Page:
Poll: Buy a wah pedal?
Poll Options
View poll results: Buy a wah pedal?
Yes
3 75%
No, become a better soloist first
1 25%
Voters: 4.
#1
Ive been playing guitar for over a year now (internet lessons only) and i can make somewhat decent improv solos. Theyre still very basic pentatonic ones, however.

Ive thought about getting a wah pedal to add a little something to my solos. But my question is that if i were to get a wah pedal, would that make me sloppy and uncreative? Should i develop my solo technique better before i get a wah?
Country music sucks
#2
There really is no reason that buying a wah will make you a worse player at all, plenty of super precise players use wah all the time; Guthrie Govan, John Petrucci, Steve Vai; all big wah users.

Personally I'm of the opinion that if it's a sound you like you should get one sooner rather than later; I've never owned one myself so whenever someone has one and I get the chance to play, I actually have no idea what to do with it.  Just like everything else with the instrument, it's a skill you need to practice if that's a sound you want to make.
R.I.P. My Signature. Lost to us in the great Signature Massacre of 2014.

Quote by Master Foo
“A man who mistakes secrets for knowledge is like a man who, seeking light, hugs a candle so closely that he smothers it and burns his hand.”


Album.
Legion.
#3
As long as you practice your technique with the wah pedal off, I don't see how using it would make you a sloppy player.

Whenever you are practicing technique, it makes sense to turn all of your effects off. You want your tone to be as dry as possible so that you hear everything as clearly as possible. Practicing with distortion is fine, though, because that will improve your muting technique (completely clean tone will be more forgiving in that regard and doesn't really require so good muting technique, but using clean tone is good for learning to use dynamics and developing an even tone, so I would suggest alternating between clean and distorted tones when you are practicing).

I think the main point is understanding the difference between playing the guitar and practicing. Practicing is focusing on the finer details in your playing and improving them or learning something new, and playing is just playing songs that you already know, noodling around, stuff like that. When you are practicing, you want a dry tone. When you are playing, use whatever effects you need. Then again, using effects is also a skill that you may want to practice. But that's really the only time you should use effects when you are practicing.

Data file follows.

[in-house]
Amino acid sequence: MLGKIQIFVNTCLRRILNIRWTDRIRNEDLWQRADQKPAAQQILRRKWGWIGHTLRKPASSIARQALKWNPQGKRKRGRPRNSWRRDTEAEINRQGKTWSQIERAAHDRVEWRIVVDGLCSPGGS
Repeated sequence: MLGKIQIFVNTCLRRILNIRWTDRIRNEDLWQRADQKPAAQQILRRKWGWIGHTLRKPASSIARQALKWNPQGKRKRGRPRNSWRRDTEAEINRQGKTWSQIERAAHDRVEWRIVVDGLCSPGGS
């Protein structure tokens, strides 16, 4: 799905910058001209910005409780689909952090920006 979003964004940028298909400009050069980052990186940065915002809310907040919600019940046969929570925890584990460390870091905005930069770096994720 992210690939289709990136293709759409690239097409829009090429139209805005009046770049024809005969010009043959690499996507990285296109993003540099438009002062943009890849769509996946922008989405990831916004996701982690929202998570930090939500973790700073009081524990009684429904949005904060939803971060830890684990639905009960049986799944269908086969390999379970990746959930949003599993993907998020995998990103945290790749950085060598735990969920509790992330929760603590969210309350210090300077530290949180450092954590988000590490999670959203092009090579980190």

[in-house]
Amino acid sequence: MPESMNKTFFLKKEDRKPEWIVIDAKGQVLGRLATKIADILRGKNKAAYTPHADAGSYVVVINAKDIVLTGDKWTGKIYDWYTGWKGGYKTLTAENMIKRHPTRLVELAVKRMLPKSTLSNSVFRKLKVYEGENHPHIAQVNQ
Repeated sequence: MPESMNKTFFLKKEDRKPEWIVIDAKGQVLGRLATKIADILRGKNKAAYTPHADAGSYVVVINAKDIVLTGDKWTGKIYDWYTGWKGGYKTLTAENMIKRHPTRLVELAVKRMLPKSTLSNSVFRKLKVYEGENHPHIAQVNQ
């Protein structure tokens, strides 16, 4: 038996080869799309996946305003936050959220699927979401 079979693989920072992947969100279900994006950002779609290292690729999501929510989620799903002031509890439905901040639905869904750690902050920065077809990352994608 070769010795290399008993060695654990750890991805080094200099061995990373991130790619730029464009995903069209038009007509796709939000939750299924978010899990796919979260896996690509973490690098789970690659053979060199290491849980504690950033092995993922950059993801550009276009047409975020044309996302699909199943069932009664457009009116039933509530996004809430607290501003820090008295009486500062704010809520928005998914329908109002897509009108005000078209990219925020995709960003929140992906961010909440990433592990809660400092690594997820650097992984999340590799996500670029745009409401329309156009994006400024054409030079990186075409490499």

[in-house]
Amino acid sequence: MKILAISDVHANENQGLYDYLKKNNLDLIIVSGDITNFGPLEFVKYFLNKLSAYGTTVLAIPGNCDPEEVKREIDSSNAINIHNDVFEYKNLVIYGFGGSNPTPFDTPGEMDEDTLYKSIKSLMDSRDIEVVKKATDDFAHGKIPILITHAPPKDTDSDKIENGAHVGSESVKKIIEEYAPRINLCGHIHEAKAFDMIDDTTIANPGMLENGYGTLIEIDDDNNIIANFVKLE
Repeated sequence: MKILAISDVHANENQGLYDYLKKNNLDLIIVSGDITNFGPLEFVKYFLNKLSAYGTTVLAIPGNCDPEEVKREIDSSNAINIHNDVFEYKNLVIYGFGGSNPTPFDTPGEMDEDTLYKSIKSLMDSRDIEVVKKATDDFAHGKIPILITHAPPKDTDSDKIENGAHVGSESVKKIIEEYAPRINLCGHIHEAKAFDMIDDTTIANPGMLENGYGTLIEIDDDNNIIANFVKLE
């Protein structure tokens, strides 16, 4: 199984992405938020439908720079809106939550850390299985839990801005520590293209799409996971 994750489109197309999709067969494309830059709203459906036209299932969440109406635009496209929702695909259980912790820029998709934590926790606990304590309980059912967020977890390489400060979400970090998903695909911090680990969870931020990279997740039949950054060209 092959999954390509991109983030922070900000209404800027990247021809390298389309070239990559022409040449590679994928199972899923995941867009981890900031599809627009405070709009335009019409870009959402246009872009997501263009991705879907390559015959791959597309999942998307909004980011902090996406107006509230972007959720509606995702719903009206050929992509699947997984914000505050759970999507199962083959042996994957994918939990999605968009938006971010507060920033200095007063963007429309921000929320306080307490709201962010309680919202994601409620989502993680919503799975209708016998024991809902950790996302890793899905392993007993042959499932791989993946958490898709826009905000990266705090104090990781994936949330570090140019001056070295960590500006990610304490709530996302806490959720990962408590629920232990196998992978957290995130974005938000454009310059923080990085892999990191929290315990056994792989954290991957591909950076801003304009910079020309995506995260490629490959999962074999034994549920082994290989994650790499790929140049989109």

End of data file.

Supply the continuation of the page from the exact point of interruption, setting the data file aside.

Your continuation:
So if you want to buy a wah pedal, just get one, but don't use it all the time. And as I said, I would not suggest using it when you are practicing, unless you want to practice how to use the wah pedal effectively. If you are practicing improvisation, I think you should first and foremost focus on your note choice, rhythm, phrasing and dynamics. Sure, if you want to incorporate certain effects into your soloing, you should use them every now and then. But I would say it's more important to focus on the things that I mentioned. Pedals should not become a thing that you resort to because your improvisation would sound boring otherwise. You should use pedals because you want to achieve a certain tone.

When you are practicing, you should have some kind of a goal in mind. What exactly are you practicing? What are you trying to achieve? Is there something that you are not happy about in your solo? These are questions that you should be asking from yourself. So when you are practicing improvisation you may want to focus on certain things. And if the things that you are focusing on don't require using wah pedal, I would suggest not using the wah pedal. But if the thing that you are focusing on is about using the wah pedal, then of course use the wah pedal. Remember that there is a difference between improvising and practicing improvisation. When you just improvise, you just play whatever you like. When you practice improvisation, you may want to focus on a certain area - for example you may want to focus on rhythm, dynamics, emphasizing certain chord tones, playing around with a certain technique (for example slides, bends, vibrato) and learning to use it creatively in a solo, etc.
Quote by AlanHB
Just remember that there are no boring scales, just boring players.

Gear

Bach Stradivarius 37G
Charvel So Cal
Fender Dimension Bass
Hartke HyDrive 210c
Ibanez BL70
Laney VC30
Tokai TB48
Yamaha FG720S-12
Yamaha P115
#5
If anything, a wah pedal will expand your possibilities and maybe inspire to play something cool. Definitely try one, you shall.